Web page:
By GERARD BEST
A historic gathering of diverse sectors of Guatemalan society recently took place in the country’s capital, hosted by the Latin American and Caribbean Internet Address Registry, commonly known as LACNIC.
The gathering, called LACNIC On The Move Guatemala, was the first of its kind in the nation. It brought together more than 100 delegates representing the country’s academic, technical, civil and government sectors for high-level talks and expert-led technical training.
Since its establishment in 2002, LACNIC has played a major role in developing an open, stable and secure Internet across Latin America and the Caribbean, relying on a range of initiatives to increase outreach into the 33 diverse nations that form its membership. But this was the Regional Internet Registry’s first such meeting in Guatemala.
Although it has the biggest economy in Central America, Guatemala is burdened with stark inequality, widespread poverty, chronic malnutrition and high maternal-child mortality rates, especially in rural municipalities, where up to eighty per cent are poor. Internet penetration hovers around 25 per cent, and subscriptions remain prohibitively expensive, compounding the digital divide.
Over three days from March 20 to 22, LACNIC On The Move Guatemala provided a rare chance for collaborative networking among members of the Guatemala’s technical community, including network operators, computer engineers, software developers and even members of competing Internet service providers, such as Tigo Guatemala, Telefónica Moviles Guatemala, UFINET and INTERTELCO. Among them were also representatives from Universidad de San Carlos de Guatemala, Universidad del Valle de Guatemala and Universidad Galileo.
The uncommon meeting of minds bore extraordinary fruit. Before the end of the second day, several participants expressed their commitment to work together towards the establishment of the country’s first Internet exchange point.
Guillermo Cicileo, Coordinator of Security, Stability and Resilience at LACNIC, said the agreement was “a milestone that will contribute to the development of the Internet in the country.”
An Internet exchange point, or IXP, is a piece of Internet infrastructure through which Internet service providers can exchange local Internet traffic between their networks. A local IXP would improve the quality and cost effectiveness of delivering local web-based services to Guatemalan Internet users, in turn a major benefit for local Internet service providers.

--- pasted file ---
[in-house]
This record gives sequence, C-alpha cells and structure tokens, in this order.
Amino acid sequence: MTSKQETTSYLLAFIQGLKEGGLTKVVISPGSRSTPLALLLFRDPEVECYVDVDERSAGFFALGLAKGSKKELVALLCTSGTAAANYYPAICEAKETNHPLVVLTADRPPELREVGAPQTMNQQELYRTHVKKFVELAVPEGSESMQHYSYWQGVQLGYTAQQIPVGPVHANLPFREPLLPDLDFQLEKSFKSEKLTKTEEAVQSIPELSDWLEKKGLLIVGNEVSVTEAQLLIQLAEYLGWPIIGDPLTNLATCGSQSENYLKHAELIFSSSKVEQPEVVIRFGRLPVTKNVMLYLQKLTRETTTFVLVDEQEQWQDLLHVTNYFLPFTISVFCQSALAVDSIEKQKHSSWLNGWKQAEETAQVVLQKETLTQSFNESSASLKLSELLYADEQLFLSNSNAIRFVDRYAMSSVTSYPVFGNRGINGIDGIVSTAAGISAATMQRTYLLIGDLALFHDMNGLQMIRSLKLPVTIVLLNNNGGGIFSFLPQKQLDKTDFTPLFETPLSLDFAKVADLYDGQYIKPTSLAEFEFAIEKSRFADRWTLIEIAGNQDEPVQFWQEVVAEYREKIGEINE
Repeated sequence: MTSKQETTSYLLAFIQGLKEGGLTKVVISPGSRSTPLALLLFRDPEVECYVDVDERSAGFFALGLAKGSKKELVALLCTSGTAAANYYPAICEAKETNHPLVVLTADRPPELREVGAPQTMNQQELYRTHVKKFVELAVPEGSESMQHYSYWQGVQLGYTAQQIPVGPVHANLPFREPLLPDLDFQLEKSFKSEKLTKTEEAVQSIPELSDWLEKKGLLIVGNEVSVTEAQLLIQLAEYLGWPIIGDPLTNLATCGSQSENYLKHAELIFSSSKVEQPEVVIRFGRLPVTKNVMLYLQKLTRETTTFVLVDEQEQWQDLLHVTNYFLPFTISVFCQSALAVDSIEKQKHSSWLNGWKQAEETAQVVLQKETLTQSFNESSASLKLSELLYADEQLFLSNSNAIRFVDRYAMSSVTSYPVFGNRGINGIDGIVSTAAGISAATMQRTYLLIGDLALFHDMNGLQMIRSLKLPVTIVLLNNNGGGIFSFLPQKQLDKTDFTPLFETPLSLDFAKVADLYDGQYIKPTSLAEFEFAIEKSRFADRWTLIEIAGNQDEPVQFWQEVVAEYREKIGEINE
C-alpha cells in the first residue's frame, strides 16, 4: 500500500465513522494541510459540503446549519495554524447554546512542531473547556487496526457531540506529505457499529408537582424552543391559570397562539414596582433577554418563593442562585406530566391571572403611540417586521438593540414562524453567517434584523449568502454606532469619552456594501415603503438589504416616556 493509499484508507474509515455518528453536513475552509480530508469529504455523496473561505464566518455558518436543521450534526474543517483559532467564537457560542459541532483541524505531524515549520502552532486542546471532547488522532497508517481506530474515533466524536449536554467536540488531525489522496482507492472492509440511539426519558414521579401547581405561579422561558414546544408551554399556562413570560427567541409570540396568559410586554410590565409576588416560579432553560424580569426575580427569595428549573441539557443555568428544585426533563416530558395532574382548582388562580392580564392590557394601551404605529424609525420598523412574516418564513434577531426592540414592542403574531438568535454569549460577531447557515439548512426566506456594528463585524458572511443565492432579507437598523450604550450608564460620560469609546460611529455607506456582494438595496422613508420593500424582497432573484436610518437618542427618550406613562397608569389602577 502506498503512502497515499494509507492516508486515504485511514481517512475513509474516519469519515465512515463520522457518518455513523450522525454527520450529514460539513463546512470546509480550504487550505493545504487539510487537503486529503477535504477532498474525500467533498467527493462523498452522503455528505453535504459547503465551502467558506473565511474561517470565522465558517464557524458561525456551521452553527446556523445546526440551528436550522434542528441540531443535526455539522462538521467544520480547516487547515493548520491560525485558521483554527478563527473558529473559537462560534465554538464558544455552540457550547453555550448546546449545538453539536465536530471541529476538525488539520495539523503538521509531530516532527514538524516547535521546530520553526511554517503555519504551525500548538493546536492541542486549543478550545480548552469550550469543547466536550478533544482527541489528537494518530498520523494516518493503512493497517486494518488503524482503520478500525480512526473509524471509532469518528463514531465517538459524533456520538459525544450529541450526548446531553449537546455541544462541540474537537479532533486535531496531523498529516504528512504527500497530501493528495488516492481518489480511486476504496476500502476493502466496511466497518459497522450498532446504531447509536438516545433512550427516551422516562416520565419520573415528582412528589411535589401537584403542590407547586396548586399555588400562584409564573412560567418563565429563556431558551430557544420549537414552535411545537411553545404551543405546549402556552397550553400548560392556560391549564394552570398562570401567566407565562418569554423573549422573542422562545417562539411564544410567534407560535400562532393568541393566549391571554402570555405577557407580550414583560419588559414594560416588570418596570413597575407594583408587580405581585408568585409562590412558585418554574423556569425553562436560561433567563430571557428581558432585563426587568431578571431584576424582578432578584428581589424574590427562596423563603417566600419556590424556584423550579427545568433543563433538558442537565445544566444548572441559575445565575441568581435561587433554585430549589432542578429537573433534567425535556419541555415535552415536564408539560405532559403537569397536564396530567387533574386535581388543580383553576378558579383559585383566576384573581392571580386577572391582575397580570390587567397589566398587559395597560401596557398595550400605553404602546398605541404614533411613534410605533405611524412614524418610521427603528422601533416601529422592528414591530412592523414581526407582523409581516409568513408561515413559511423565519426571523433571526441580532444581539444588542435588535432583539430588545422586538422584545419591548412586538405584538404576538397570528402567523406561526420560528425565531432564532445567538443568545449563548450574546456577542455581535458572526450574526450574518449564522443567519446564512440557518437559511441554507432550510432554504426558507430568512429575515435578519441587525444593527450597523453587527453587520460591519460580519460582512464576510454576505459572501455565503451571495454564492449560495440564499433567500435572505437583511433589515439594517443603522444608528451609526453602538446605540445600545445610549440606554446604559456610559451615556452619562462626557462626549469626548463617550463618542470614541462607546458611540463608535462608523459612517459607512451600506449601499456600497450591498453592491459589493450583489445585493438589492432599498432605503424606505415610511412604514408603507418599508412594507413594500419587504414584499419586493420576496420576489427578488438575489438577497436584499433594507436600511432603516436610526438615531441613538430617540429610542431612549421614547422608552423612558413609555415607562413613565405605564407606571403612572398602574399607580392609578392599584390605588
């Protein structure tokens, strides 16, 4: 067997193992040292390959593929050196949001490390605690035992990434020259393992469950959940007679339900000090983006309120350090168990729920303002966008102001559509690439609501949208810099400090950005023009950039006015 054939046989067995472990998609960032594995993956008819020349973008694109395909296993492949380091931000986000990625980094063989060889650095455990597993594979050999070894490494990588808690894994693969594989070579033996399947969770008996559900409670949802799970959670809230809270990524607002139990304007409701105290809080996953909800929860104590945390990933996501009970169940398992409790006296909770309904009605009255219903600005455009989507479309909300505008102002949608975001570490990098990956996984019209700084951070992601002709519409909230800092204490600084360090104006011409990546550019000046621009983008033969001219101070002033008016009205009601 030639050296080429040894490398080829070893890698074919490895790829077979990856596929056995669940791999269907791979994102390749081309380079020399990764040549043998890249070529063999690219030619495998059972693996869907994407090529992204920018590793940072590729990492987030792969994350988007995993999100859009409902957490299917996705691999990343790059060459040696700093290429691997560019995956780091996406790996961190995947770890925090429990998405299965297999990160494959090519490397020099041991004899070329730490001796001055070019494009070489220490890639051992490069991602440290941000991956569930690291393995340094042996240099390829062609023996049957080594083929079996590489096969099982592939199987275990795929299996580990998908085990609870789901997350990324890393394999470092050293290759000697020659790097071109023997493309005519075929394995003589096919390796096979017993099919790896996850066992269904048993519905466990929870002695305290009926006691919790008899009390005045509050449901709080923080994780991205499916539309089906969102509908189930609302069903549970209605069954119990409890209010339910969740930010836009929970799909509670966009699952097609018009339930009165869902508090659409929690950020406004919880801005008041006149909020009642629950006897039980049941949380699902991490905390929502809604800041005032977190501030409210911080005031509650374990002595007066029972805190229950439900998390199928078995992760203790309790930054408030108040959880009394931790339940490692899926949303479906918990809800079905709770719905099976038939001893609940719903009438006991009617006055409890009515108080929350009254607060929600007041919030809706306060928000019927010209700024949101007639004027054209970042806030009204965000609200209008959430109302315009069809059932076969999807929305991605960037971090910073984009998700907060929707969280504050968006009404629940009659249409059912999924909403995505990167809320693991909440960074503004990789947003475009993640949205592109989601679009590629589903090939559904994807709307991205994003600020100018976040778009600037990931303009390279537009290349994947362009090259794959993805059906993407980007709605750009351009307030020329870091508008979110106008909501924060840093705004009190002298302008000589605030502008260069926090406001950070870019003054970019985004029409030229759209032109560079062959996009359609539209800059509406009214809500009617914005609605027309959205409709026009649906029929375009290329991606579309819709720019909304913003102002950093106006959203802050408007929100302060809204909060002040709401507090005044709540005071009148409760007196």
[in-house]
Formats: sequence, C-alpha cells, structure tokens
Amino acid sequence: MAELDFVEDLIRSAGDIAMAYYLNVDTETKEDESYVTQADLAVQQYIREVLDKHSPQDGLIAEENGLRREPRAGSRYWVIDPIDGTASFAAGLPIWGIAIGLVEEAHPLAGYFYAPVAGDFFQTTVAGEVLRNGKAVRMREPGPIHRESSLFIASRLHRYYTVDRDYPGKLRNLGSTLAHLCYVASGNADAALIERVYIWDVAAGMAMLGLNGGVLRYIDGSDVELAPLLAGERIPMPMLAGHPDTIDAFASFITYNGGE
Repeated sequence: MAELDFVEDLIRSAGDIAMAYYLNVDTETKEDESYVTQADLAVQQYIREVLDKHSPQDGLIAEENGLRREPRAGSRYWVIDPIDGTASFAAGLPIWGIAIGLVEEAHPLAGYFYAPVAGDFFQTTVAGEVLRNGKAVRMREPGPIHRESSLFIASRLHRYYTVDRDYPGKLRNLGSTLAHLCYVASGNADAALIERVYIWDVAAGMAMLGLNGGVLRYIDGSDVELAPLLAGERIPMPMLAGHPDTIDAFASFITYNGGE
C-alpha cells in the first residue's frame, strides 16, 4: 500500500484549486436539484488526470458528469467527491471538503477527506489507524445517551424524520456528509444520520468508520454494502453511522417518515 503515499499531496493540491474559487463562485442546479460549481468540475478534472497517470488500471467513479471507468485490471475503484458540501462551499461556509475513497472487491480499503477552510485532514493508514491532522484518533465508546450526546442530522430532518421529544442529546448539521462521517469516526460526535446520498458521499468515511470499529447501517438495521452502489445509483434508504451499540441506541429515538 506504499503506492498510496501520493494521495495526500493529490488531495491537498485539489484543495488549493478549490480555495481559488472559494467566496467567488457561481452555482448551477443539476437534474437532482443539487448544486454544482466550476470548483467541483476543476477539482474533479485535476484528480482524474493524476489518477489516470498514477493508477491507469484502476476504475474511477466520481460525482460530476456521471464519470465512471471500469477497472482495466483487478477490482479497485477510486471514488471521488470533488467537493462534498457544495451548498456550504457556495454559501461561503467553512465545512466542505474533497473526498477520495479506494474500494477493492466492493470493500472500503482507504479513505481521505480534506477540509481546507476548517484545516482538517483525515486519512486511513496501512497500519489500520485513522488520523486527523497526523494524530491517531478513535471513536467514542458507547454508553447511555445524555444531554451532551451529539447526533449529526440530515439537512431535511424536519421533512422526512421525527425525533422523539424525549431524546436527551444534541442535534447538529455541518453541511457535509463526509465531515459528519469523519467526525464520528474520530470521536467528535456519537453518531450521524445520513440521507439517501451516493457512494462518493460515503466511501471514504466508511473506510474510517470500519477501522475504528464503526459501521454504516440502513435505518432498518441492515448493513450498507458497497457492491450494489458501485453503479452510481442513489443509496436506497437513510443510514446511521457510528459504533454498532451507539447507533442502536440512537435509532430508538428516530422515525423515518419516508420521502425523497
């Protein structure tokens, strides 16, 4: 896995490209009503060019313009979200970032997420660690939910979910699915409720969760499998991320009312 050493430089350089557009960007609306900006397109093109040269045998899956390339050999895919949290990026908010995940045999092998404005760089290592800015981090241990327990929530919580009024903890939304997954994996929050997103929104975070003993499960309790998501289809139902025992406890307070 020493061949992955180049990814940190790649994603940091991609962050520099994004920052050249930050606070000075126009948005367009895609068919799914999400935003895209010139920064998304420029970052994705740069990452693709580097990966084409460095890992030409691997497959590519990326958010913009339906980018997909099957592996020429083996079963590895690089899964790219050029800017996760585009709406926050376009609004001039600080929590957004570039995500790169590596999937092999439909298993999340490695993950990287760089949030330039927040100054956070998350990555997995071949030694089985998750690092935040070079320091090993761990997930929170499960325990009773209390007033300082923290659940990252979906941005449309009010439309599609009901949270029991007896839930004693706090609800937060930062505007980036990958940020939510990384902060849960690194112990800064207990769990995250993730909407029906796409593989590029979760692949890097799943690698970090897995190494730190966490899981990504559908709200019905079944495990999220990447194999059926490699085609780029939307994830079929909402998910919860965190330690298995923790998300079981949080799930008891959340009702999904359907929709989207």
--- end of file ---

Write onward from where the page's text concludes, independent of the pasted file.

Alfredo Verderosa, Manager of the Services Department at LACNIC, described the meeting as an unprecedented success.
“We came with the objective of generating a meeting space between the different Internet-related actors in the country and at the same time sharing relevant information on technical topics such as Internet Governance, Internet Protocol switchover, Internet exchange points and cybersecurity. We leave with the feeling that this first-time event was very successful on both counts, because we noticed a great interest on the part of the participants to network among themselves and to learn more about the various technical topics covered,” he said.
Significantly, the conference gave multiple global Internet organisations an atypical opportunity to meet face to face with the men and women who build, maintain, regulate and use Guatemala’s Internet infrastructure. LACNIC held the event with the support of the Internet Society and the Internet Corporation for Assigned Names and Numbers (ICANN).
“We’ve been doing events like this jointly for some time now, and that’s very much in the spirit of the Internet organisations in the region,” said Rodrigo de la Parra, Vice President for Latin America and the Caribbean at ICANN.
“We are all good neighbours, so we just put that into practice,” he added.
What made the timing of the meeting all the more more special was that it coincided with the formal establishment of the Guatemala Chapter of the Internet Society.
Sebastián Bellagamba, Regional Bureau Director for Latin America and the Caribbean at the Internet Society, encouraged the new local chapter to continue working closely with other relevant organisations for the greater good of the local and regional Internet community.
Collaborative initiatives such as LACNIC On The Move have allowed LACNIC to provide training to more than 15,000 technology professionals throughout Central and South America and the Caribbean.
“We hope to continue working with other organisations in the region to continue to develope a more open, stable and secure Internet in Guatemala,” said Sergio Rojas, Registration Services Specialist at LACNIC.
“We would like to thank the ISOC Chapter of Guatemala and the national telecommunications regulator SIT for organizing this event together with LACNIC. We would also like to thank the Internet Society and the ICANN for working together on these issues that are of benefit to Guatemala and the region,” said César Diaz, Head of Strategic Relations and Telecommunications at LACNIC.
“We are very pleased to have hosted this event here in Guatemala,” countered José Raúl Solares Chíu, Head of SIT. He added, “And we hope that it will not be too long before LACNIC returns.”
The next LACNIC On The Move takes place in Guyana in July.